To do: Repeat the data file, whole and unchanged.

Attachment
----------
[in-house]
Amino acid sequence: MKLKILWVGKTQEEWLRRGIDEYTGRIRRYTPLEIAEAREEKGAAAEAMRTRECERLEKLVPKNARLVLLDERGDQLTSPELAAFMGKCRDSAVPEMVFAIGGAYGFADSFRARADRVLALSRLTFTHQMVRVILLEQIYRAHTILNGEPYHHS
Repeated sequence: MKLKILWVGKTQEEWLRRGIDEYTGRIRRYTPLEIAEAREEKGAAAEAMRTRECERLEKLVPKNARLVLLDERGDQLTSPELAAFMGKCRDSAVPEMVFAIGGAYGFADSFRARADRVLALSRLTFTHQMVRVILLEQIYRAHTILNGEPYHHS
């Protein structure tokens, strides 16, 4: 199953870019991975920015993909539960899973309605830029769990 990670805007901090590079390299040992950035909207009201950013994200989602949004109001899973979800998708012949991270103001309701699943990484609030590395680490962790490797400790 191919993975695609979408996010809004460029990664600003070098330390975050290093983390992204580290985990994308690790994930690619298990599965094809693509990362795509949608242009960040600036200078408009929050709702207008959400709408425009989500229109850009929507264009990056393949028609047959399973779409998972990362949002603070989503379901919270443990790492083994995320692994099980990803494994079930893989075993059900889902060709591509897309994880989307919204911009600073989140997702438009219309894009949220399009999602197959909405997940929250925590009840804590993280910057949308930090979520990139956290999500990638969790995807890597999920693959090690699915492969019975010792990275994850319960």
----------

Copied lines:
[in-house]
Amino acid sequence: MKLKILWVGKTQEEWLRRGIDEYTGRIRRYTPLEIAEAREEKGAAAEAMRTRECERLEKLVPKNARLVLLDERGDQLTSPELAAFMGKCRDSAVPEMVFAIGGAYGFADSFRARADRVLALSRLTFTHQMVRVILLEQIYRAHTILNGEPYHHS
Repeated sequence: MKLKILWVGKTQEEWLRRGIDEYTGRIRRYTPLEIAEAREEKGAAAEAMRTRECERLEKLVPKNARLVLLDERGDQLTSPELAAFMGKCRDSAVPEMVFAIGGAYGFADSFRARADRVLALSRLTFTHQMVRVILLEQIYRAHTILNGEPYHHS
């Protein structure tokens, strides 16, 4: 199953870019991975920015993909539960899973309605830029769990 990670805007901090590079390299040992950035909207009201950013994200989602949004109001899973979800998708012949991270103001309701699943990484609030590395680490962790490797400790 191919993975695609979408996010809004460029990664600003070098330390975050290093983390992204580290985990994308690790994930690619298990599965094809693509990362795509949608242009960040600036200078408009929050709702207008959400709408425009989500229109850009929507264009990056393949028609047959399973779409998972990362949002603070989503379901919270443990790492083994995320692994099980990803494994079930893989075993059900889902060709591509897309994880989307919204911009600073989140997702438009219309894009949220399009999602197959909405997940929250925590009840804590993280910057949308930090979520990139956290999500990638969790995807890597999920693959090690699915492969019975010792990275994850319960």